Far south in Peru, the Apu Ayylu Refuge is beginning to function. The houses have been completed and orphans are filling the rooms. A dream of the Quechua church leadership is being realized!
The goal that had been agreed upon after much discussion with native pastors was to establish an experimental self-sustaining community to provide shelter and training for two at-risk groups among the Quechua people in the highlands of Peru: indigent seniors and otherwise uncared for orphans. LAIM partnered with Missionary Action Projects to purchase a suitable farm and to build the initial structures. Once operating, the project is to be self-sustaining.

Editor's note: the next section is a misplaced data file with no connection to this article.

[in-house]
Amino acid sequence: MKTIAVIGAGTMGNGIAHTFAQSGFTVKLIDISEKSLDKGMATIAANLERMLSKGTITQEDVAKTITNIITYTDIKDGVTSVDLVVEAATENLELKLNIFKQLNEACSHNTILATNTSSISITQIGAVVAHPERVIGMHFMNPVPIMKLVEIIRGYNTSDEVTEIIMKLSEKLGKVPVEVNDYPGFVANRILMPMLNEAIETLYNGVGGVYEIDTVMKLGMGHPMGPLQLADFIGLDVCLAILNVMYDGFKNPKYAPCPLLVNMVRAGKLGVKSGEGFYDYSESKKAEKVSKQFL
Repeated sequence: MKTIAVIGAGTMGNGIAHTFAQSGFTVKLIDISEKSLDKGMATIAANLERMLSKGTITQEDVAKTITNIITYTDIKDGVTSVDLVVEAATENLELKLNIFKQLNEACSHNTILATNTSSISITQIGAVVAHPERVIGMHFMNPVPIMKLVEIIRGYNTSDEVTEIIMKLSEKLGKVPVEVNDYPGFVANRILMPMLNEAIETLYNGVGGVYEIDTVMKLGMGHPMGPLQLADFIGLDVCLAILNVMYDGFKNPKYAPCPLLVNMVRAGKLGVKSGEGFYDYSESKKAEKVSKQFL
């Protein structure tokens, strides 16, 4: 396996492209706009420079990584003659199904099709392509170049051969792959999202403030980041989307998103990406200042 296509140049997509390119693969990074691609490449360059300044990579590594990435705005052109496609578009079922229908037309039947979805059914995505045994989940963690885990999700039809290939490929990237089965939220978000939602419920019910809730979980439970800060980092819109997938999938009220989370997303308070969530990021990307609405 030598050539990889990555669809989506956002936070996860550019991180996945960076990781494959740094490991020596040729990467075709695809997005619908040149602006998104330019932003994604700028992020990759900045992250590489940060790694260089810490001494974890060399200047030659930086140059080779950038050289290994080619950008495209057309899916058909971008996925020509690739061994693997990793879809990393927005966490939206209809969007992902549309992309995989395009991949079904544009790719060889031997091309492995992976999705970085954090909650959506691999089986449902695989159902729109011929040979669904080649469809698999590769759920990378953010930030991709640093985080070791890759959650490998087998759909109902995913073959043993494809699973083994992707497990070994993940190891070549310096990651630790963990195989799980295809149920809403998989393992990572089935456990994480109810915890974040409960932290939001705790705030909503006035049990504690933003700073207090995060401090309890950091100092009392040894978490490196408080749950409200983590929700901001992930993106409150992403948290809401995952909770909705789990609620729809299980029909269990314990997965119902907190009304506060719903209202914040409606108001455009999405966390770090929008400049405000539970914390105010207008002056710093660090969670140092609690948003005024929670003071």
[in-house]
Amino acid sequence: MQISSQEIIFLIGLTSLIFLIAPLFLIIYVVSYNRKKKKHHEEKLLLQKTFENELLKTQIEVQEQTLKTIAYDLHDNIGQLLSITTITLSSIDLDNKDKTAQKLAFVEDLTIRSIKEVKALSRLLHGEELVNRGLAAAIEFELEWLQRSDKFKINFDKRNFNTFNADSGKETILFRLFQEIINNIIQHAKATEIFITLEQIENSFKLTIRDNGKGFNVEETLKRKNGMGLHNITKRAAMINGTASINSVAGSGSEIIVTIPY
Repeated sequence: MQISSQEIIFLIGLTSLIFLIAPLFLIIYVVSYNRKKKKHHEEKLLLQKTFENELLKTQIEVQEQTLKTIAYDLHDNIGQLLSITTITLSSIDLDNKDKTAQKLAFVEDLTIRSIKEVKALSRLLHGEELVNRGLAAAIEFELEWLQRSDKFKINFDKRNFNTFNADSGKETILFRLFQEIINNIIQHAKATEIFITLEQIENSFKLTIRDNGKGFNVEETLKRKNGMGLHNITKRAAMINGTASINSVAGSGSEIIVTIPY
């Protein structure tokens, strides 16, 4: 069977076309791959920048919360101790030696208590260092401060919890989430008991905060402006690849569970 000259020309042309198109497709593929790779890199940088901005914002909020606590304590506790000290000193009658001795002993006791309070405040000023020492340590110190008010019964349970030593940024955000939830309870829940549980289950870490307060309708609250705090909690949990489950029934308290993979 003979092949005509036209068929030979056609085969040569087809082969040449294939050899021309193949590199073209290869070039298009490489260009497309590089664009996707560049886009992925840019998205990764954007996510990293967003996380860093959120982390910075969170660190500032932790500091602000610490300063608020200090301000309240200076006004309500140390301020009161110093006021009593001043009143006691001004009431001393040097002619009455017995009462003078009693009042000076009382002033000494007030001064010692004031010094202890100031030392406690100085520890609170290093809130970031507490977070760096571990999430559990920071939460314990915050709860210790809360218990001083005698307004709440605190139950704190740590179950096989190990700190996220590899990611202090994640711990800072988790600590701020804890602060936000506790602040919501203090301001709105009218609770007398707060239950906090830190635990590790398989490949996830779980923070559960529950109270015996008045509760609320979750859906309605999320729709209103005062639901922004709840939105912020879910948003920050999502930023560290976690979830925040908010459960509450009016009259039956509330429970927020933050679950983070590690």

Dr. Joel Sauñe, a Quechua medical doctor in Cusco, has taken leadership for this project. He has been seeking out evangelical Quechua seniors with farming experience who are now landless and without pension income. These are not hard to find, because so many of the Quechua people have spent their whole lives share-cropping for absentee land owners.
Then Dr. Sauñe is sorting out orphans between eight and fourteen years of age who are not currently under the care of any other program. Most of these will have some “street” experience, so the first question is whether they are willing to accept the discipline of the program.